From now until the 2020 NFL Draft takes place, we hope to showcase as many prospects as possible and examine both their strengths and weaknesses. Most of these profiles will feature individuals that the Pittsburgh Steelers are likely to have an interest in, while a few others will be top-ranked players. If there is a player you would like us to analyze, let us know in the comments below.
#68 Damien Lewis/OG LSU – 6’3 330
- Naturally thick athlete with great lower body strength
- Low pad level and great hip flexibility
- Good run blocker who can quickly work hips to seal off a hole
- Ideal body type for the guard position with good arm length
- Nasty demeanor that translates to the field well
- Blows open holes and generates yards before contact for the running back
- Can climb to the second level and secure linebackers in space
- High-level reps on film that show his potential as a pass blocker
- Absolutely terrible footwork and technique at times
- Leaner who lunges in pass protection
- Does not keep his initial pad level, plays too high
- Doesn’t arrive to target ready to punch and control
- Will shoot wide and hold in both run and pass game
- Poor balance, falls over way too often
- Footwork in pass protection is especially erratic
- Will stop feet and shove on contact, does not play with control
- Scheme dependent player who doesn’t pull or get out in space.
- Two-year starter with 27 consecutive starts for LSU
- Part of 2019 Joe Moore award offensive line (best overall unit in college football)
- 2019 Second-team All-Sec
- JuCo transfer who graduated from community college in 18 months
- 49 career starts between LSU and junior college
There are certain players whose natural gifts override their suspect fundamentals and that is certainly the case with LSU guard Damien Lewis. The two year starter for the Tigers is a prototype for the right guard position with a thick lower body, natural bend and good arm length. When you combined his obvious power with a desire to move men off the ball, he’s an exciting prospect with a lot of raw potential. We’ll start with the issues that Lewis has as a technician first.
The issue is that all of these traits are intermittent and spliced in with some of the most wild, poor footwork from a quality guard prospect. As a run blocker Lewis does not consistently keep his pad level low and sacrifices leverage and base when he lunges at defenders. He also does not bring his hands and feet in coordination at all times, which limits his ability to drive block.. His 33’ arms are more than long enough to execute just about any block, but he does not consistently move his feet and put himself in position in order to win. This effectively shortens his arms and makes him look like a sub-par candidate physically for the position.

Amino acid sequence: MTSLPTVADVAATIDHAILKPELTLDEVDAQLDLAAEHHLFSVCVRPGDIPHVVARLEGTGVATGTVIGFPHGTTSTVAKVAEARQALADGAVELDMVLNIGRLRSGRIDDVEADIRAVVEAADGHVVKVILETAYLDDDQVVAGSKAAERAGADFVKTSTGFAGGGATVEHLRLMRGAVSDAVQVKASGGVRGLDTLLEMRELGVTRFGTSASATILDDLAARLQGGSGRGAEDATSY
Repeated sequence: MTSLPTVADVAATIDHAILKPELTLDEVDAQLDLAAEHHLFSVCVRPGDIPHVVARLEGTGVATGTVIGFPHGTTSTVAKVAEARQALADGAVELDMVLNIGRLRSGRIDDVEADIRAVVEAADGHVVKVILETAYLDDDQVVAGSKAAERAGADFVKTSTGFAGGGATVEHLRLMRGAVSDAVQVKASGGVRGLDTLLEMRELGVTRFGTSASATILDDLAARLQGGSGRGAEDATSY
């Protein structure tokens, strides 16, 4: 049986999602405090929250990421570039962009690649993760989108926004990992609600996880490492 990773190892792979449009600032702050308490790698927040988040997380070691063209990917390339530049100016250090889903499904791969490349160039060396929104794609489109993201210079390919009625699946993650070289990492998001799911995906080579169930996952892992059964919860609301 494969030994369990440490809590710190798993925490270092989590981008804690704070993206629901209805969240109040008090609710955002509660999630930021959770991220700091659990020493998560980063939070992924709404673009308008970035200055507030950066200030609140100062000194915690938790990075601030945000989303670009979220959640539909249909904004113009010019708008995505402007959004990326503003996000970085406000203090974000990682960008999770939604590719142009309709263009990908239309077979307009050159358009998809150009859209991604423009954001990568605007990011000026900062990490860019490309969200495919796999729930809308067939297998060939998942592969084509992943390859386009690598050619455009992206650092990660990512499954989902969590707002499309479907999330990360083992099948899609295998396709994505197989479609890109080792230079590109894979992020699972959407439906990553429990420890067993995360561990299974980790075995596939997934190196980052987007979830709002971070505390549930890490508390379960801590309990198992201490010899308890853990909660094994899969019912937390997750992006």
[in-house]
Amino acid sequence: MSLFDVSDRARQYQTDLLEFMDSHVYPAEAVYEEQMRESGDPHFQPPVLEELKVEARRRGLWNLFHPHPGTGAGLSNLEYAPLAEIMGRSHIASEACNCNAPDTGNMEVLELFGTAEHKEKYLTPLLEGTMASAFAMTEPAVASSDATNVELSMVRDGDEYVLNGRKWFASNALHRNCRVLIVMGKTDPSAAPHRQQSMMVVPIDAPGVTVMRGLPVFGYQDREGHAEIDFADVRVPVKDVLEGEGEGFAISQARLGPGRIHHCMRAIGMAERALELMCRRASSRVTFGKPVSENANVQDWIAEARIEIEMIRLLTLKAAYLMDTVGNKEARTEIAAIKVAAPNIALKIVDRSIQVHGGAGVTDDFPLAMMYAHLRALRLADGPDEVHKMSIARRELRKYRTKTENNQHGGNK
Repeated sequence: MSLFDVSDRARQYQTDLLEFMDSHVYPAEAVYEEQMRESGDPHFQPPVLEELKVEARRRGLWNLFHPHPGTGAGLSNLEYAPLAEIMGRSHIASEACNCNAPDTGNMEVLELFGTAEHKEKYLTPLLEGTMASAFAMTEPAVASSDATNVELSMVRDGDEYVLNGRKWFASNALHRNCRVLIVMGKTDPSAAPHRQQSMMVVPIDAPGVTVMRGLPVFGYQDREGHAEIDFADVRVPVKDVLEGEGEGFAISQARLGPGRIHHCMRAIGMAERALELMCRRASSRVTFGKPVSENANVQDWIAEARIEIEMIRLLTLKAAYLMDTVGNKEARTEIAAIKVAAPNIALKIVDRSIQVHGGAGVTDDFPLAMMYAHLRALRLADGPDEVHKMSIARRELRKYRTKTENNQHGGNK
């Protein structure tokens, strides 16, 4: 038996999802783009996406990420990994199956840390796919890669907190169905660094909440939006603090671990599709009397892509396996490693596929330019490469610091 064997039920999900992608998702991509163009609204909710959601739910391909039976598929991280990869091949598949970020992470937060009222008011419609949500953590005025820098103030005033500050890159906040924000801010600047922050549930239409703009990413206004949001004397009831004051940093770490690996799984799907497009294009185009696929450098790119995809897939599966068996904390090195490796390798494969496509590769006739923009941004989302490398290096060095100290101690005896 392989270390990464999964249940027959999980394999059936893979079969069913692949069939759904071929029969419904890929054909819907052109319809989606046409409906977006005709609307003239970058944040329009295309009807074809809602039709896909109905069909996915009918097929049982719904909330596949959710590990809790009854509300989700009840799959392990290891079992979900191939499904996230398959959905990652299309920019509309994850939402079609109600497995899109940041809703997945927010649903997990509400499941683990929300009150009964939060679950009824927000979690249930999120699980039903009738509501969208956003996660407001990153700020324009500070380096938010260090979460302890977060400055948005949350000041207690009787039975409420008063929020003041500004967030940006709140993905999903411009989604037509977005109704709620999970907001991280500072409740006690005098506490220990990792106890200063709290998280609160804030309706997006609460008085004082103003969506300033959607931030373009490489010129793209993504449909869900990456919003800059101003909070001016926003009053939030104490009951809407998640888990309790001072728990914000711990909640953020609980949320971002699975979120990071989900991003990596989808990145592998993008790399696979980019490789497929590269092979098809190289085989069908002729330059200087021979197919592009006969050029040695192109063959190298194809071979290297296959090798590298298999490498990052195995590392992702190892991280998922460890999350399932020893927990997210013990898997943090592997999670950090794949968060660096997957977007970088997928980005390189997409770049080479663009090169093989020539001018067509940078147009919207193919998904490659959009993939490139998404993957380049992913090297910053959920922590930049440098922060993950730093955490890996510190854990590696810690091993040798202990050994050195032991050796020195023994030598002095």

Lewis is also likely a scheme specific player at the next level because he lacks the speed necessary to pull or zone block against quicker defensive tackles.
The issues with Lewis’ footwork and movement skills are much more pronounced as a pass blocker. His footwork in pass protection is downright awful at times. He’s shown the propensity to get his pad level too high, which allows defenders to blow him off the ball, which is something that should never happen to a player with his physical profile. Pad level affects balance and center of gravity.
When a blocker’s center of gravity is off, this happens:
There are far too many reps that Lewis is on the ground. It’s not just one issue either. He lunges, stops his feet, and sometimes just doesn’t have the foot speed to recover. There’s a lot of work to be done in this area in order to make him a starting caliber guard in the NFL.
Despite all of that, when Lewis puts it together, he’s exactly what you’re looking for in a powerful, people-moving right guard.
His strengths lie as a run blocker who has enough athleticism to work off a double team to the second level and secure the linebacker. When done correctly, this creates massive yards before contact for running backs.
Even as a pass protector Lewis flashes the ability to be a high-quality pocket protector with enough foot speed to recover when beaten or to handle delayed blitzes. He shows the ability to absorb contact without giving ground and can fight back to a stalemate with a bull rusher if he initially gives up his chest when hand fighting.
Lewis has shown enough improvement on film and has enough physical traits that some team is going to take a chance on him in the middle rounds of the NFL Draft. While he might be a bit of a project, he seems to have the temperament and desire to improve in all areas of his game. There is a bit of bust potential with Damien Lewis, but his high-end play is encouraging enough for the risk of an early Day 3 prospect.
Projected Round: 3-4
Games Watched: CFB Championship, vs Alabama, vs Auburn, vs Southern Miss, vs Texas